In Peruvian Election, A Stark Choice
JACKI LYDEN, host:
Now, to Peru. Voters there go to the polls today to pick their next president in the final round of voting and the candidates couldn't be more different. One is a right-wing lawmaker and the daughter of a disgraced, jailed ex-president. The other is a left-wing former army commander who led a failed uprising against the president.
Reporter Annie Murphy is in Peru and joins us to talk about today's election. Hello, Annie.
ANNIE MURPHY: Hi, there.
LYDEN: Annie, tell us a bit more about these candidates. They are radically different.
MURPHY: Yeah. You have two very, very different candidates in this election. First, you have Keiko Fujimori, who is a conservative. She was a congressman. She's also the daughter of Alberto Fujimori, a former president, who's now in jail on corruption charges and human rights abuses. Some voters are also worried that if Keiko Fujimori was elected that she also could have corruption issues and she might even pardon her father and let him out of jail.
Then you have Ollanta Humala, who on the other hand, is a leftist who served in the military. Humala ran for president in 2006 and he had widespread support. Back then he also had ties to Hugo Chavez. Now he's much more moderate, more like Brazil's former president Inacio Lula da Silva.
LYDEN: Apart from their background, what are the main election issues for voters?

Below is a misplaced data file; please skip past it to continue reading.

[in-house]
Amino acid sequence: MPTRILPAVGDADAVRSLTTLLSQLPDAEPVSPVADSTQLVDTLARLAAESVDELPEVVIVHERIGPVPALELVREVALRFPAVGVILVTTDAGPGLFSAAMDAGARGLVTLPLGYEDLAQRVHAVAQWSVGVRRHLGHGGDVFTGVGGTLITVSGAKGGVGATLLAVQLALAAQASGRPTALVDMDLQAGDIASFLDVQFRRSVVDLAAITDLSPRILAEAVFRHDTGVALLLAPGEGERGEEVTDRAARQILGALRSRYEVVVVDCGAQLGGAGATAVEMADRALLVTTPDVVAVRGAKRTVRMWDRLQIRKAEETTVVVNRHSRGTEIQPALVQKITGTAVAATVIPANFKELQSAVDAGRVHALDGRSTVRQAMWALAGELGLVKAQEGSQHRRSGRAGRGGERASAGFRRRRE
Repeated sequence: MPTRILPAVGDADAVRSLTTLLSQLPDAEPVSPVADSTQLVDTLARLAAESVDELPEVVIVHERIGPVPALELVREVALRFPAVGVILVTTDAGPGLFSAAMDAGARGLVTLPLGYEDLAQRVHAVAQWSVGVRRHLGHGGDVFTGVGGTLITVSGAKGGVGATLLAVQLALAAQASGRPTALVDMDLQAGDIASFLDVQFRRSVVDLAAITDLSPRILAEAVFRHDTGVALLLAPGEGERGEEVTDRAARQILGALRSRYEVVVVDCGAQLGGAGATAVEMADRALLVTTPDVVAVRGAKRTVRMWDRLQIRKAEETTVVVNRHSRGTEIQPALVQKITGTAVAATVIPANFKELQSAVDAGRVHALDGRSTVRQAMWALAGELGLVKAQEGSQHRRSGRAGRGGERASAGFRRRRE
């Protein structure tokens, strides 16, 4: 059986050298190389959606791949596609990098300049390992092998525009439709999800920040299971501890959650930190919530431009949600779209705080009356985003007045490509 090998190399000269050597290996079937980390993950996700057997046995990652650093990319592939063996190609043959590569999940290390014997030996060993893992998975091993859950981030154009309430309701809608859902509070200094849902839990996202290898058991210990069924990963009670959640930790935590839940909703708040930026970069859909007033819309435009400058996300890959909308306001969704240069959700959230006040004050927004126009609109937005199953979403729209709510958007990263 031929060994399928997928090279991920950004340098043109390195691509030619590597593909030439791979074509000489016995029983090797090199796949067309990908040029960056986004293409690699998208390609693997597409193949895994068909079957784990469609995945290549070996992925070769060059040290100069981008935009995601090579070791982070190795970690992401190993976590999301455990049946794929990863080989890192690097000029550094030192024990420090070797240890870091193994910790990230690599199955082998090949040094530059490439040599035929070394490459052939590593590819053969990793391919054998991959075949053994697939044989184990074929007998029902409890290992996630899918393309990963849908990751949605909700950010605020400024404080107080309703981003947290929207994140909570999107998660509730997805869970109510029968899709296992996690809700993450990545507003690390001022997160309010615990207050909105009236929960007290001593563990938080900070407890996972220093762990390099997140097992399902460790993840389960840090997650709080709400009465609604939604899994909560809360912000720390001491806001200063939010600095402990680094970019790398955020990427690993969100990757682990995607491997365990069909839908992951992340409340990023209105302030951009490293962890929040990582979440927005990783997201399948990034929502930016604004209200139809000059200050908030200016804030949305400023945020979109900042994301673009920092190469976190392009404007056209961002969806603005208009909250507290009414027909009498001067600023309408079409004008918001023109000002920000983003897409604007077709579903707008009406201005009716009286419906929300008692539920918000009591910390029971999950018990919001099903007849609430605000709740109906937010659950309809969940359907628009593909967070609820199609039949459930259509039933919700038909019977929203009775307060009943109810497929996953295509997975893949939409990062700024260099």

MURPHY: First, I think it's really important to take into account the Peru is a really different place than it was a few decades ago. In the '80s and '90s the big issues were widespread violence by the guerilla group Shining Path, as well as by the military too. The economy was also a wreck at the time. Now, Peru has a booming economy - lots of international investment.
Today, Peruvians talk mainly about wanting the economy to stay strong. Growth is about 7 percent right now. Many Peruvians worry about basic citizen security, particularly in Lima; education, poverty reduction. And lastly the environment is becoming a growing concern for some sectors. Particularly for indigenous groups whose land rights have been trampled by biggest extraction projects.
LYDEN: How is it that two such potentially polarizing candidates, as you described, are the last one standing?
MURPHY: In the first round, there were about a dozen candidates and there were various moderate options so that that more centrist vote got split. That's how we have the two candidates we are looking at today.
Improving democracy is still quite young in a lot of ways, given that the return to a democratic government happened just a decade ago. So, like most of Latin America, there are still a huge socioeconomic inequality here, which means an entrenched elite still calls the shots. That's kind of a big part of what's going on today.
LYDEN: The winner of this election succeeds Alan Garcia. What kind of leader was he?
MURPHY: This is his second time in office. He was president in the '80s as well. His administration governed during a time in Peru's history where there were huge issues of violence and social unrest and the economy, when he left office the first time around, was actually worse than when he entered
This time, his approval ratings has rarely been over 30 percent, so he hasn't gained much popularity. On the other hand, though, Peru's seen an economic boom under Garcia, so that's important to note, and the poverty rate has fallen. So. he's overseen some growth improve, but a lot of the population is not behind him.
LYDEN: Annie Murphy joined us from Lima, Peru. Thank you very much, Annie.
MURPHY: Thank you. Transcript provided by NPR, Copyright National Public Radio.